The day after the July 22 birth of Britain’s royal baby, Prince George Alexander Louis of Cambridge, Israeli pundits wrote on social media about how lucky the British are, because they know who is third in line to their throne.
One pundit went further and nastily tweeted that Israelis have no idea who is third in line here – after Prime Minister Binyamin Netanyahu and his wife, Sara.
But the emergency hernia operation Netanyahu endured late Saturday night was no laughing matter.
Although the prime minister was only incapacitated for a few hours, the surgery reminded Israelis that while Netanyahu is healthy, the 63-year-old man Time magazine once crowned “King Bibi” has no successor waiting in the wings.
Unlike former prime minister Ariel Sharon, who gave Ehud Olmert the title vice prime minister, Netanyahu has made a point of never indicating who he saw as his number two. Defense Minister Moshe Ya’alon filled in as acting prime minister during Netanyahu’s operation, but three other ministers have also filled in for him over the last few years.
Netanyahu has already bypassed Yitzhak Shamir to become Israel’s second-longest serving prime minister after David Ben-Gurion. The tough decisions he may have to make soon in the diplomatic negotiations with the Palestinians that started this week, and the continued rightward shift in his Likud party could increase the chances that this will be Netanyahu’s final term.
So who has the inside track to become the next occupant of the Prime Minister’s Residence on Jerusalem’s Balfour Street? Although it really is too soon to say, the following 10 politicians have the best chances:
He turned heads when he voted for the release of 100 terrorists from prison last week, after he was one of only three ministers out of 29 who voted against the prisoner exchange that brought home Gilad Schalit two years ago.
Ya’alon mysteriously explained his vote by saying there were “many strategic considerations, which may be revealed in the future.” He was referring to strategic considerations for Israel and not for his own political future, but a shift to the Center could help Ya’alon out politically by making him more of a consensus figure.
Israelis see military credentials, especially those of a former IDF chief of staff, as proof of leadership.
Ya’alon is more cerebral and humble than others who held that post. That humility could be a strength or a weakness.
When he correctly predicted a recent major development in the Middle East, instead of pursuing praise and credit like other politicians would, he asked that it not be printed.
He was not IDF chief of staff and did not advance beyond the rank of sergeant, but the rest of his resumé is very impressive. The only other men alive who can say that they were both foreign minister and finance minister of Israel are Netanyahu and President Shimon Peres.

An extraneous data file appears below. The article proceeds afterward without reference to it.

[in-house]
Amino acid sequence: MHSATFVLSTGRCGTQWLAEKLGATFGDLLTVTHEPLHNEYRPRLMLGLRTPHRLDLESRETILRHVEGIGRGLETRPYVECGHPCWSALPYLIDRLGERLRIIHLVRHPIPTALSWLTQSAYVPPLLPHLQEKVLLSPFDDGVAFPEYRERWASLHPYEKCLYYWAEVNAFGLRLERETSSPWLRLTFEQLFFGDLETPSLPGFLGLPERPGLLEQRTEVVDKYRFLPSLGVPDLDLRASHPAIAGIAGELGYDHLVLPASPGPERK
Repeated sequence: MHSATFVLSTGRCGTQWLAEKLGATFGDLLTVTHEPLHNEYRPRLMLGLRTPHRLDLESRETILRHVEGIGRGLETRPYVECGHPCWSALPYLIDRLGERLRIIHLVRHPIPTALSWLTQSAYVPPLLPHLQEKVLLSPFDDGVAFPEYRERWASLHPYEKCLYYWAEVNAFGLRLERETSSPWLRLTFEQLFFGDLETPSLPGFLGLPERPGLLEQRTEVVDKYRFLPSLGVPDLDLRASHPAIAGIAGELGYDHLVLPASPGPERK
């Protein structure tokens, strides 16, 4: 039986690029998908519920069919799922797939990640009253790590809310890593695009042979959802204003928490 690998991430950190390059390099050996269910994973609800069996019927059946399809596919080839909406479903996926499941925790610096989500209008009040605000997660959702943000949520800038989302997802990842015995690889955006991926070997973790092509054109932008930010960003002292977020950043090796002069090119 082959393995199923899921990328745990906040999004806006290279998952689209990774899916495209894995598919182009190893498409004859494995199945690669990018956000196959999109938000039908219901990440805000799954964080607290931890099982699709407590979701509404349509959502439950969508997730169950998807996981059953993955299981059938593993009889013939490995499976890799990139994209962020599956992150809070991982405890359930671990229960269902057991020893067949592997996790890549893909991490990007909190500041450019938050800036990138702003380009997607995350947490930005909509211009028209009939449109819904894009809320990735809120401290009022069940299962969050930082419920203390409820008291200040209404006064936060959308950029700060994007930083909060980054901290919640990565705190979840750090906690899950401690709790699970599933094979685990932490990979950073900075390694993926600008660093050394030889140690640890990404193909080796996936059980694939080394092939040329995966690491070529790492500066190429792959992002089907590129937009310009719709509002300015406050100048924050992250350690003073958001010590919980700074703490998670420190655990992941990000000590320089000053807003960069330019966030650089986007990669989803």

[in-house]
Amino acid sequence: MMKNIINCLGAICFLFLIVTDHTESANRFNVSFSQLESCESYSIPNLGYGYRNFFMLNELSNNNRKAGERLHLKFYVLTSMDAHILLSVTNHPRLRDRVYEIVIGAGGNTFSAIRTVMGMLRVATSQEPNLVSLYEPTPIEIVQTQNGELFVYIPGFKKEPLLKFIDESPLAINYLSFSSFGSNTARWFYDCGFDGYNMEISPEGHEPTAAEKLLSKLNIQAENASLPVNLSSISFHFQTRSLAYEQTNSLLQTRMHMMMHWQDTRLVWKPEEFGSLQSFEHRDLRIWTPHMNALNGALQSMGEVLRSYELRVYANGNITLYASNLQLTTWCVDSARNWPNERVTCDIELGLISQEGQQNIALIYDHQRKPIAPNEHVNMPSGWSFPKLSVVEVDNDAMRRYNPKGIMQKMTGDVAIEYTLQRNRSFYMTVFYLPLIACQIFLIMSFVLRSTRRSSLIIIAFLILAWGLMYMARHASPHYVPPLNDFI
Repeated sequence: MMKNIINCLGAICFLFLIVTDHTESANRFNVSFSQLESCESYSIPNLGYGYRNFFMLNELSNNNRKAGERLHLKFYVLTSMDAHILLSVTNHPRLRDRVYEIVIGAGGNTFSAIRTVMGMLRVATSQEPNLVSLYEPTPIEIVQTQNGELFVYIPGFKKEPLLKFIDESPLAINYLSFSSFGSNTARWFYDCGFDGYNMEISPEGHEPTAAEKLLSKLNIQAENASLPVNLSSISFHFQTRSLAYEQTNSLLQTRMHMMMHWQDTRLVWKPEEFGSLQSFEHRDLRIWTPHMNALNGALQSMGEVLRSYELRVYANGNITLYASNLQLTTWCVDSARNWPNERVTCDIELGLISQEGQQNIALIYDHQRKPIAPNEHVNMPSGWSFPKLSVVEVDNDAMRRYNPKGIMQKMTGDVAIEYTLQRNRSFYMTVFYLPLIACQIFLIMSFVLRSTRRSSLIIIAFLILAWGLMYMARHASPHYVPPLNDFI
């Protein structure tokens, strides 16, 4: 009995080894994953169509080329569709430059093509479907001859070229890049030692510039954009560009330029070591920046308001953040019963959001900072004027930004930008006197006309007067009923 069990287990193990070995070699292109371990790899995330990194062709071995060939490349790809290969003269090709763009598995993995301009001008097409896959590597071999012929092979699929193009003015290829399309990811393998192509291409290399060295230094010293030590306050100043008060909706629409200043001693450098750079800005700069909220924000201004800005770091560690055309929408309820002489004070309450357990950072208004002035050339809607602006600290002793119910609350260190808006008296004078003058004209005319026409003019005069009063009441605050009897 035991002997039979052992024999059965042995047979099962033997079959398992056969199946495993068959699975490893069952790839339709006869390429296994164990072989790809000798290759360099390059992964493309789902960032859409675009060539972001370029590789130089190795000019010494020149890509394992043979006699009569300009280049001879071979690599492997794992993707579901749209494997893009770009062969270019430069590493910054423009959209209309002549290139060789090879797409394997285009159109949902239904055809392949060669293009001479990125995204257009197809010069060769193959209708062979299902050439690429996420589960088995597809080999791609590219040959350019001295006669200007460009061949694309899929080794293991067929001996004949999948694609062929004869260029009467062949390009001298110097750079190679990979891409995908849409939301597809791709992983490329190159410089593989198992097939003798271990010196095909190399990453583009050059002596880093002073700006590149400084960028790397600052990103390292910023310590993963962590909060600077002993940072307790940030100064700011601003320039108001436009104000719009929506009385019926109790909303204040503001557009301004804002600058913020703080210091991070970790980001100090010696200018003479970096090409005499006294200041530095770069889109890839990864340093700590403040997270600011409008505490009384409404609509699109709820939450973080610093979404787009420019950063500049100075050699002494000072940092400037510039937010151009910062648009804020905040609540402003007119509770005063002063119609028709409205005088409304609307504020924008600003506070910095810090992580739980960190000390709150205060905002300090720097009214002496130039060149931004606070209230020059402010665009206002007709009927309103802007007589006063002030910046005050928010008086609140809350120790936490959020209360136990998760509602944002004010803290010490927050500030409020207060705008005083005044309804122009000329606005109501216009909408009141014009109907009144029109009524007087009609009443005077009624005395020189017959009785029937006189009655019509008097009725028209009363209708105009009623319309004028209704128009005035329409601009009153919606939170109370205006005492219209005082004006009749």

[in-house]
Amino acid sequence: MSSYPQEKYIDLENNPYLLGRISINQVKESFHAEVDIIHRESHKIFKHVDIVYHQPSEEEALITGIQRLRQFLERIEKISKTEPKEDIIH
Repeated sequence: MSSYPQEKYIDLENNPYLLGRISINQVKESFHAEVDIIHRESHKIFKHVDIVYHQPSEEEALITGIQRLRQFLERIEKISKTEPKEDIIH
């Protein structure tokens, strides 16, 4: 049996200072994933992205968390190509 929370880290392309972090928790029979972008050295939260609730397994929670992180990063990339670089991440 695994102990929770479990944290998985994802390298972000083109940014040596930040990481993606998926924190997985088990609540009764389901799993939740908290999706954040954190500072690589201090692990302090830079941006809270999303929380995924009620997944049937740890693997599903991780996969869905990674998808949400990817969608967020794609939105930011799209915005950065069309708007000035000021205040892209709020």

Shalom was also science minister and deputy defense minister. He holds degrees in law, finance, public policy, and accounting. It also helps that he is married to an heiress and is Sephardi.
After years of fighting, Shalom recently became closer to Netanyahu. That could help position himself to be ready when the time comes for the prime minister to leave.
It must be kept in mind that Likud activists could play a serious role in deciding Israel’s next prime minister. No one is more popular with Likud activists than Sa’ar, who won the last two primaries for the party’s Knesset slate.
Sa’ar appeals to both the Right and Left. On the one hand, he opposes a Palestinian state but on the other, he voted for the prisoner release, endorsed the current diplomatic process and was invited to speak at the official memorial ceremonies for former prime minister Yitzhak Rabin.
His marriage to a popular TV anchorwoman helped endear him to the masses. In a few months, the country’s front pages are expected to be graced by pictures of the closest thing Israel has to a royal baby.
He has been out of politics since last October, yet Israelis still think of him every month: When they see their cellphone bill. Kahlon’s reforms as communications minister have helped Israeli families cut their cellphone expenses by hundreds of shekels each month.
Staying out of the current government could help Kahlon, by enabling him to avoid responsibility for socioeconomic cuts and diplomatic failures. He has made clear that he will run in the next election, but his poor relationship with Netanyahu makes it unlikely that it will be with Likud if the prime minister still heads the party.
Kahlon’s Sephardi ethnicity and poor background will help him, as will his ever-present smile.